Low and middle income tax offset to be increased
The Government will increase the low and middle income tax offset (LMITO) by $420 for the 2021-22 income year. The LMITO for the 2021-22 income year will be paid from 1 July 2022 when Australians submit their tax returns.

Other than those that do not require the full offset to reduce their tax liability to zero, all LMITO recipients will benefit from the full $420 increase. The benefit to be received will be as follows:

  • Individuals between $37,000 and $48,000 of taxable income will receive $675 plus 7.5% of the amount of the income that exceeds $37,000;
  • Individuals between $48,000 and $90,000 of taxable income will receive the increased maximum of $1,500;
  • Individuals over $90,000 in taxable income will have the maximum amount of $1,500 reduced by 3 cents for every dollar above $90,000, tapering off to an offset of $420 at $126,000 taxable income.

Cost of Living Payment
The Government will provide a $250 economic support payment to help eligible recipients with higher cost of living pressures. The payment will be made in April 2022 to individuals who are currently in receipt of an Australian government allowance or pension, and certain concession card holders.

The payments are exempt from income tax and will not count as income support for the purposes of any income support payment. A person can only receive one economic support payment.

Medicare low-income thresholds for 2021–22
The Government will increase the Medicare levy low-income thresholds for singles, families, and seniors and pensioners from 1 July 2021 to take account recent movements in the consumer price index.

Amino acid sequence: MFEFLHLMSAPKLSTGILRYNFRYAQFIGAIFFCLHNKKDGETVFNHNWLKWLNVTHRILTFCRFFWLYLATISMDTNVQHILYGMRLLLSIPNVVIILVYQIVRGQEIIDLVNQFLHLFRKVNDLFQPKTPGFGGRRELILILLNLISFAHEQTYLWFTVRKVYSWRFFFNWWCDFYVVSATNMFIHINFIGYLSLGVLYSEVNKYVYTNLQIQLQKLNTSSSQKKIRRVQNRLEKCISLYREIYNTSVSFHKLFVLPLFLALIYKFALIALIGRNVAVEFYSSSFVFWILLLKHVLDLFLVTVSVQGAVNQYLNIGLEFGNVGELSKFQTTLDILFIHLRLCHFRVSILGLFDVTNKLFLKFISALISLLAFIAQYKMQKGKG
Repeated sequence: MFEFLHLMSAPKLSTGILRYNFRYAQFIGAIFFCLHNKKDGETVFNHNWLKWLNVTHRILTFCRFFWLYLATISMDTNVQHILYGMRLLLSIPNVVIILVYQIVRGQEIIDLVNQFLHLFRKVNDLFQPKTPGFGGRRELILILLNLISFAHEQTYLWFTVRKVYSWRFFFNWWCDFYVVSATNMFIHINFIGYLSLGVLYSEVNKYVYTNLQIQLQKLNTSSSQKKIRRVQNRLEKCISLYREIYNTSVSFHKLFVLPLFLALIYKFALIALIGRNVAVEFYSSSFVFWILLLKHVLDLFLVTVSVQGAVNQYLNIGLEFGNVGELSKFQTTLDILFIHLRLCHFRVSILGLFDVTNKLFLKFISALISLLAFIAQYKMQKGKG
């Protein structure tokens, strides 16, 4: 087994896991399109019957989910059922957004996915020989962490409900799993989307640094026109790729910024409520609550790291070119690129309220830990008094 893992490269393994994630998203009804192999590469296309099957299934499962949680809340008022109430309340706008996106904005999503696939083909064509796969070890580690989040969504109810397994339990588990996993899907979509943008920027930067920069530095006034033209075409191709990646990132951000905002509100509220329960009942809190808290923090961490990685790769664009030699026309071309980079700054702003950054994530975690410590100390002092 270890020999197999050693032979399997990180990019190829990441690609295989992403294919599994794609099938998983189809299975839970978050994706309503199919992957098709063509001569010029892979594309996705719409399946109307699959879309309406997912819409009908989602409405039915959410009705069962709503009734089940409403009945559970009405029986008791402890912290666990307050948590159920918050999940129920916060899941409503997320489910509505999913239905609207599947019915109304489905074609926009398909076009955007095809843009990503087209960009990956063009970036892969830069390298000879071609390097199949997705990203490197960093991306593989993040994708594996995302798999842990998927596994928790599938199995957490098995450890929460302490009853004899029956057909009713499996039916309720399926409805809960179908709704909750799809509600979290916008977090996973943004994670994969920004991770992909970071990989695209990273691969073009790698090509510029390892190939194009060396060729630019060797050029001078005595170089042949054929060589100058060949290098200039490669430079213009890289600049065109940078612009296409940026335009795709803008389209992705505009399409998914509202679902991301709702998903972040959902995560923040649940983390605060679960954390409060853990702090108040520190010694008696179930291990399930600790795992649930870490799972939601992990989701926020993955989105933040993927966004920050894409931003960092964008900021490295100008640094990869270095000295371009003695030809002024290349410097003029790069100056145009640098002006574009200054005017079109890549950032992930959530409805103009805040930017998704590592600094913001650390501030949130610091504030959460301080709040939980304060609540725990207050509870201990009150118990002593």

The thresholds will be increased to

  • for singles —$23,226 (previously $23,365);
  • for families — $39,167 (previously $39,402);
  • for single seniors and pensioners — $36,705 (previously $36,925); and
  • for family seniors and pensioners — $51,094 to (previously $51,401).

For each dependent child or student, the family income thresholds increase by a further $3,619 (previously $3,597).

Tax deductibility of COVID-19 tests
The Government announced that the costs of taking a COVID 19 test to attend a place of work are tax deductible for individuals from 1 July 2021. Further, employers will not incur fringe benefits tax if they provide COVID-19 tests to their employees for work-related purposes.

Affordable housing and home ownership
The Government announced it will increase the number of guarantees under the Home Guarantee Scheme to 50,000 participants per year for 3 years from 2022-23 and then 35,000 a year thereafter to support homebuyers to purchase a home with a lower deposit. The guarantees will be allocated as follows:

  • 35,000 guarantees per year ongoing for the First Home Guarantee (formerly the First Home Loan Deposit Scheme)
  • 5,000 places per year to 30 June 2025 for the Family Home Guarantee
  • 10,000 places per year to 30 June 2025 for a new Regional Home Guarantee that will support eligible citizens and permanent residents who have not owned a home for 5 years to purchase a new home in a regional location with a minimum 5% deposit.

Paid Parental Leave scheme changes
The current paid parental leave scheme will be enhanced by combining the current parental leave payment (18 weeks paid leave for primary carer) with the Dad and Partner Pay (2 weeks paid leave) into a single Parental Leave Pay scheme of up to 20 weeks. The leave will be flexible and both parents will be able to choose how they split the leave periods between themselves.

The Paid Parental Leave can be taken any time within 2 years of the birth or adoption of their child. The income test will also be broadened to have an additional household income eligibility test.